New footage passed through to leading animal welfare campaigns charity, OneKind, reveals snares set near a pile of rotting animal carcasses, apparently set by gamekeepers in Strathnairn, south of Inverness.
In order to maximise the number of red grouse and pheasants available for recreational shooting, gamekeepers target foxes. To lure foxes into snares, gamekeepers often lay snares around a ‘stink pit’: a place where the gamekeepers dump rotting animal carcasses. The smell of decomposing animals lures the foxes towards the dead animals, where they are then caught in the snares surrounding the pit.
The use of these stink pits is a fundamental part of intensive predator control on Scottish shooting estates.
OneKind’s Director Bob Elliot said:
“The use of stink pits to lure animals into cruel snares, which inflict considerable mental and physical suffering upon the animals trapped in them, shows a fundamental lack of respect for Scotland’s wild and domestic animals.
“Although snares are set to target predators to the red grouse, non-target species are often found among the animals dumped in stink pits, and during our work in the field we have discovered deer, geese, salmon and even cats in stink pits.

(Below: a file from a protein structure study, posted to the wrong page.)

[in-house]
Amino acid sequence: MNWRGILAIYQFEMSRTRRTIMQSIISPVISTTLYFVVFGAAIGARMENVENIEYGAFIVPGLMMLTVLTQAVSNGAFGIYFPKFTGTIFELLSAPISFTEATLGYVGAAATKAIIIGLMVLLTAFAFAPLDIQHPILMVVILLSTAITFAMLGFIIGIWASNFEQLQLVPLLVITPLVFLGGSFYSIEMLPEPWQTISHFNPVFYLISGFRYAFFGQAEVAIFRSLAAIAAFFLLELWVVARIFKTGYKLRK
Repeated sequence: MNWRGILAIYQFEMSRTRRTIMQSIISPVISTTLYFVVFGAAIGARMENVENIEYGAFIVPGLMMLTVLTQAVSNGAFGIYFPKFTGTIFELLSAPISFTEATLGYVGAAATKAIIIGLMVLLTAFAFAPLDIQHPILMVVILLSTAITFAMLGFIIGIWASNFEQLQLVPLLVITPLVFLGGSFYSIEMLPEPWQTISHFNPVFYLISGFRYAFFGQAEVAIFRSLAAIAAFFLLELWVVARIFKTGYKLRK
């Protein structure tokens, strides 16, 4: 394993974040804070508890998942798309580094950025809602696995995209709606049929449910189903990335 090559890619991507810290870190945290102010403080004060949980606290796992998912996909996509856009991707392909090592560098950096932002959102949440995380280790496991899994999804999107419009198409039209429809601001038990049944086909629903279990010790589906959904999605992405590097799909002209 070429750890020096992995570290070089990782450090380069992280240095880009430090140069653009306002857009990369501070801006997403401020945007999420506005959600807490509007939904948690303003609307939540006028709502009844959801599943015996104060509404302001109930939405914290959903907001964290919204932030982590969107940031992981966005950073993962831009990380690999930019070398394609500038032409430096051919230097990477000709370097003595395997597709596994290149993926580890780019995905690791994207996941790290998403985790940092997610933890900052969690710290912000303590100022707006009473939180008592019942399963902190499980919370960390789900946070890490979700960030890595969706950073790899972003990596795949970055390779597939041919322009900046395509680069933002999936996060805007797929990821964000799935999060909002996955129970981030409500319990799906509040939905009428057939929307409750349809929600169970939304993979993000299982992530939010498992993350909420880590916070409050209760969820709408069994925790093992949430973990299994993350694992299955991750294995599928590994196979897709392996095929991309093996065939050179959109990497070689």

“In this recent case, the animals discovered in the grotesque stink pit included rooks and fox cubs. It’s a disgrace that this mass killing of rooks is still permitted and we were horrified to see that even young animals were treated as bait. Some of the rooks appeared to be juveniles, hardly surprising given that this is the time when they emerge from their nests and perch on branches before fledging fully. The welfare issues of shooting rooks have not been fully researched but one can safely assume that they suffer. Shooters seldom, if ever, use dogs to retrieve wounded birds and ensure they are despatched to put them out of their misery. Fox cubs are loved by so many of the Scottish public, and we know that the killing and dumping of them like this will be very upsetting to many.
“We urge anyone out walking in Scotland to take photos and report any snares or snaring incidents through our dedicated snare awareness website, SnareWatch. We continue to raise awareness of the reality of snare use in our countryside, and the suffering these cruel traps inflict upon Scotland’s wild animals.
“OneKind has long campaigned for a ban on stink pits and the sale, manufacture, possession and use of snares in Scotland and our petition for a review of snares and other traps is currently being considered by the Scottish Parliament. We have also produced a report, ‘Untold Suffering’, that details the scale and level of suffering inflicted on wild animals by these antiquated traps, highlighting why a ban is necessary.”
OneKind has notified Police Scotland about one snare photographed at the site, as it did not have a visible identification tag, which is a legal requirement. The question of whether stink pits are legal has been raised repeatedly by OneKind.